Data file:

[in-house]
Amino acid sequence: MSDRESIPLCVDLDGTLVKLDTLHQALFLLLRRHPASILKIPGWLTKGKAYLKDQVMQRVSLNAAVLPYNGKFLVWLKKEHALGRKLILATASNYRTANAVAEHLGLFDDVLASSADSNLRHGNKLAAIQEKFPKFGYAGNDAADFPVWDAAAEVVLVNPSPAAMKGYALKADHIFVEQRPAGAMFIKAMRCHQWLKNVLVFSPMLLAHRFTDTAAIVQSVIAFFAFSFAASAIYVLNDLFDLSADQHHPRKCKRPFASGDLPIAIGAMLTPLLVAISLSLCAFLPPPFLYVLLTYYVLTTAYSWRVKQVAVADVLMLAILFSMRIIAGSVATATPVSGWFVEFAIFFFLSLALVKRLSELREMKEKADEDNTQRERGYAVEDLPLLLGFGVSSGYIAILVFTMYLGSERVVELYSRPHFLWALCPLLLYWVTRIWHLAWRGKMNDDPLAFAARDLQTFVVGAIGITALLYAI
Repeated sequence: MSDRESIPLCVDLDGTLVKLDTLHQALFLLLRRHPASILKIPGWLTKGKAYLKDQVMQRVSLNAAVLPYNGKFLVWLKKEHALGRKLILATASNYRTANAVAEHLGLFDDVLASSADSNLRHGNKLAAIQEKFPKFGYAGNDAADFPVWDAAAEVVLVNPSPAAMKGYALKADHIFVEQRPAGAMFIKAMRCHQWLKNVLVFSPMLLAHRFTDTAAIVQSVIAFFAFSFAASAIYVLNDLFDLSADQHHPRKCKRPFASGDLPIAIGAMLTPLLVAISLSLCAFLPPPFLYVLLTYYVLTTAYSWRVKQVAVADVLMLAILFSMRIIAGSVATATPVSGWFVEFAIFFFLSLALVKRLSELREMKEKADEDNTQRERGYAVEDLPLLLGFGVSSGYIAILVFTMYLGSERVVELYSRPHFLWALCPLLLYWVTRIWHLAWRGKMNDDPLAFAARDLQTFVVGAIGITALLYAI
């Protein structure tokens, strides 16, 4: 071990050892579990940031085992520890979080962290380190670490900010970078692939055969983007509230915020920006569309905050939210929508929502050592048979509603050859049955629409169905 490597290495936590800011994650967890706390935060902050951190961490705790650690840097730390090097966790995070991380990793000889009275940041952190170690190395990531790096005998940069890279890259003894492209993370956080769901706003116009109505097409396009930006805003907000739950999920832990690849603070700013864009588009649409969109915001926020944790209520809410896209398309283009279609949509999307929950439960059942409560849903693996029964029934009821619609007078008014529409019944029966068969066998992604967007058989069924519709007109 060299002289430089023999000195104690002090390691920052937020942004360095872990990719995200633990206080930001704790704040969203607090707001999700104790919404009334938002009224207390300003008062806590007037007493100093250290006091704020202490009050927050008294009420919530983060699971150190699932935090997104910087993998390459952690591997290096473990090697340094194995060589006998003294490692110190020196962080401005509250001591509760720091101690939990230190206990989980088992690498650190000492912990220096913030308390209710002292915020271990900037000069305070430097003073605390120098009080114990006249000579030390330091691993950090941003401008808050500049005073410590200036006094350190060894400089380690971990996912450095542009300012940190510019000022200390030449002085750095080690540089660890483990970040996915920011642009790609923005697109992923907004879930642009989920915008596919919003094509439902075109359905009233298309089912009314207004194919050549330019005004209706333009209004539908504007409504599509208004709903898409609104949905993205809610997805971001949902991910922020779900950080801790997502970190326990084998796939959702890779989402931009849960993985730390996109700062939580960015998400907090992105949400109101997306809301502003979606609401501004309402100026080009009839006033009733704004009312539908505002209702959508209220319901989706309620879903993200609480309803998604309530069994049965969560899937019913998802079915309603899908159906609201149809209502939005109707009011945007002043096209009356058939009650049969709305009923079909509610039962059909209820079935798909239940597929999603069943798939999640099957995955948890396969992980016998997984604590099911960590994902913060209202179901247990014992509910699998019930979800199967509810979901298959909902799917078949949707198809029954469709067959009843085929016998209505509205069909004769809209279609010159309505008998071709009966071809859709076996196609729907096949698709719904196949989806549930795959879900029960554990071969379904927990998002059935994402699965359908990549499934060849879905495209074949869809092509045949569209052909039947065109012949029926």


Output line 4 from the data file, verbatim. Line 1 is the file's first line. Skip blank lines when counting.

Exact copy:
């Protein structure tokens, strides 16, 4: 071990050892579990940031085992520890979080962290380190670490900010970078692939055969983007509230915020920006569309905050939210929508929502050592048979509603050859049955629409169905 490597290495936590800011994650967890706390935060902050951190961490705790650690840097730390090097966790995070991380990793000889009275940041952190170690190395990531790096005998940069890279890259003894492209993370956080769901706003116009109505097409396009930006805003907000739950999920832990690849603070700013864009588009649409969109915001926020944790209520809410896209398309283009279609949509999307929950439960059942409560849903693996029964029934009821619609007078008014529409019944029966068969066998992604967007058989069924519709007109 060299002289430089023999000195104690002090390691920052937020942004360095872990990719995200633990206080930001704790704040969203607090707001999700104790919404009334938002009224207390300003008062806590007037007493100093250290006091704020202490009050927050008294009420919530983060699971150190699932935090997104910087993998390459952690591997290096473990090697340094194995060589006998003294490692110190020196962080401005509250001591509760720091101690939990230190206990989980088992690498650190000492912990220096913030308390209710002292915020271990900037000069305070430097003073605390120098009080114990006249000579030390330091691993950090941003401008808050500049005073410590200036006094350190060894400089380690971990996912450095542009300012940190510019000022200390030449002085750095080690540089660890483990970040996915920011642009790609923005697109992923907004879930642009989920915008596919919003094509439902075109359905009233298309089912009314207004194919050549330019005004209706333009209004539908504007409504599509208004709903898409609104949905993205809610997805971001949902991910922020779900950080801790997502970190326990084998796939959702890779989402931009849960993985730390996109700062939580960015998400907090992105949400109101997306809301502003979606609401501004309402100026080009009839006033009733704004009312539908505002209702959508209220319901989706309620879903993200609480309803998604309530069994049965969560899937019913998802079915309603899908159906609201149809209502939005109707009011945007002043096209009356058939009650049969709305009923079909509610039962059909209820079935798909239940597929999603069943798939999640099957995955948890396969992980016998997984604590099911960590994902913060209202179901247990014992509910699998019930979800199967509810979901298959909902799917078949949707198809029954469709067959009843085929016998209505509205069909004769809209279609010159309505008998071709009966071809859709076996196609729907096949698709719904196949989806549930795959879900029960554990071969379904927990998002059935994402699965359908990549499934060849879905495209074949869809092509045949569209052909039947065109012949029926």